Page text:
Lowther Expt 10 Formal Report Meike Peels SP19.docx -...

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Lowther 1 Diana Lowther CHEM 113 Section: 004 3/28/19 State College’s Water Hardness: Dangerous or clean? Diana Lowther: CHEM 113 William Lee, John Lausev, Amy Macfarlane TA: Meike Peels
Lowther 2 Introduction: `When one drinks from a water bottle, they usually do not question the cleanliness of the water because we have confidence it has been filtered enough. Before water is treated and allowed to be bottled, they often contain harsh metals like magnesium and calcium. The presence of Ca2+ and Mg2+ is also recognized as something called water “hardness” (1). According to the NIH, soft water in terms of calcium and magnesium are 0-60 and 0-3.5 mg/L respectively(2). In this lab, we measured the presence of these ions in ppm. Water hardness is important because not only can concentrated amounts of metallic ions be dangerous to drink, but crystals can form in pipes and boiler walls, making foundations weak, or blocking pipelines(1). Water hardness also indicates what water needs to be treated, if it is being used for drinking water. ` The first form of indication we used in this lab was EDTA. In an EDTA titration, a red color appears to prove the presence of Magnesium ions, and then once the solution turns blue during titrations, that indicates the endpoint of reaction of both mg2+ and ca2+. The second technique used to determine metal concentration is Atomics Absorption Spectrophotometry (AA). The sample is put into a flame, and a beam of light goes through the flame onto the detector, resulting in a measurement of light absorbed by the water sample. The beam of light’s wavelength corresponds to the metal that we were interested in. This indicates the concentration of the metal ions in the water of observation. AA utilizes Beer’s law that states there is a direct correlation between absorbance and concentration. In this experiment if the sample exceeded more than one absorbance unit, it was diluted to get a better light transmission in AA. In the AA portion of the lab, we obtained the values of transmittance, and then we used that value to calculate the concentrations ourselves. The natural water sample from the Park Apartment complex needed filtering because of all of the gravel and debris from the parking lot. Later, as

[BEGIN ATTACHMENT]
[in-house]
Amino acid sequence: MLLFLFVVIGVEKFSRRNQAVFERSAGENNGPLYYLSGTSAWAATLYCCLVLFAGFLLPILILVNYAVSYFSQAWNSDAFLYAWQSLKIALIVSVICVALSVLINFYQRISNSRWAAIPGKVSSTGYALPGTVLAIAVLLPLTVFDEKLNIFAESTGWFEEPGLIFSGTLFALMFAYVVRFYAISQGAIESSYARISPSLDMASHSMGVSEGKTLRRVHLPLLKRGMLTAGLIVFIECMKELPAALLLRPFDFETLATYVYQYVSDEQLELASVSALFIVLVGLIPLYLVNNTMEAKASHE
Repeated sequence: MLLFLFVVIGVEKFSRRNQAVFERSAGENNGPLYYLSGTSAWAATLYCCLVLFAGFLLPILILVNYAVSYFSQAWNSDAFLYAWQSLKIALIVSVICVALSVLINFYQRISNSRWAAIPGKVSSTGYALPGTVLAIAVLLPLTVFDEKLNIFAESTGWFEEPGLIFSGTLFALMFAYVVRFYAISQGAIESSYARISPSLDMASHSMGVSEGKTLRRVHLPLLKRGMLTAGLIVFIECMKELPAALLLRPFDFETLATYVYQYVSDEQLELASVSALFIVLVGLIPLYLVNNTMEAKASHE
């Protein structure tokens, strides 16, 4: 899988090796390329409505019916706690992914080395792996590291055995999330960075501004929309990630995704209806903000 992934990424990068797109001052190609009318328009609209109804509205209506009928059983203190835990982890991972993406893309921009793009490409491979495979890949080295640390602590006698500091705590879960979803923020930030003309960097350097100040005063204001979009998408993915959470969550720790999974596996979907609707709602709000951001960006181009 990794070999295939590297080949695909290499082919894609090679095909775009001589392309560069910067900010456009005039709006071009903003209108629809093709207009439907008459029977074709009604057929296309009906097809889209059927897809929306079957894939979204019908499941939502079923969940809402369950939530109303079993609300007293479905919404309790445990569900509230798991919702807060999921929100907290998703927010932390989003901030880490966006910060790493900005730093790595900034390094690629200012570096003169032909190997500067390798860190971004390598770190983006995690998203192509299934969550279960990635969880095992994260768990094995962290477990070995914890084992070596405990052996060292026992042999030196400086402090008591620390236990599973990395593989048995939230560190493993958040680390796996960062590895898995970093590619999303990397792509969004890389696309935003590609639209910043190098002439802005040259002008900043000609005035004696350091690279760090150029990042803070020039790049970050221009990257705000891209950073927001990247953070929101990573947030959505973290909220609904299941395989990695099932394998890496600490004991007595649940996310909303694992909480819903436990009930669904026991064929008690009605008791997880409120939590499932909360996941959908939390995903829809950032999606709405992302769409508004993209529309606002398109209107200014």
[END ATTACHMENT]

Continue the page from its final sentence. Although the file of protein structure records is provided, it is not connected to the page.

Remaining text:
Lowther 3 part of the lab, we used the softening technique of ion exchange using Cation Exchange Resin. The resins in the solution exchange monovalent cations with divalent cations, therefore removing the harmful metallic ions such as Ca2+ and Mg2+, softening the water. Our group consisted of John L, William L, Amy M, and Diana L, and our water samples respectively were shower water from Runkle Hall, sink water from the Graduate apartment complex, shower water from 109 North Barnard Street, and snow from the basketball courts outside the Park apartment complex. My hypothesis regarding the relative hardness of each sample is that the snow from the basketball courts at the Park apartment complex will be the hardest. This is due to the expectation of it containing contents of runoff, but also the Chemtrek states that rainwater generally consists of dissolved gasses, pollutants, etc(1). Next, it would be

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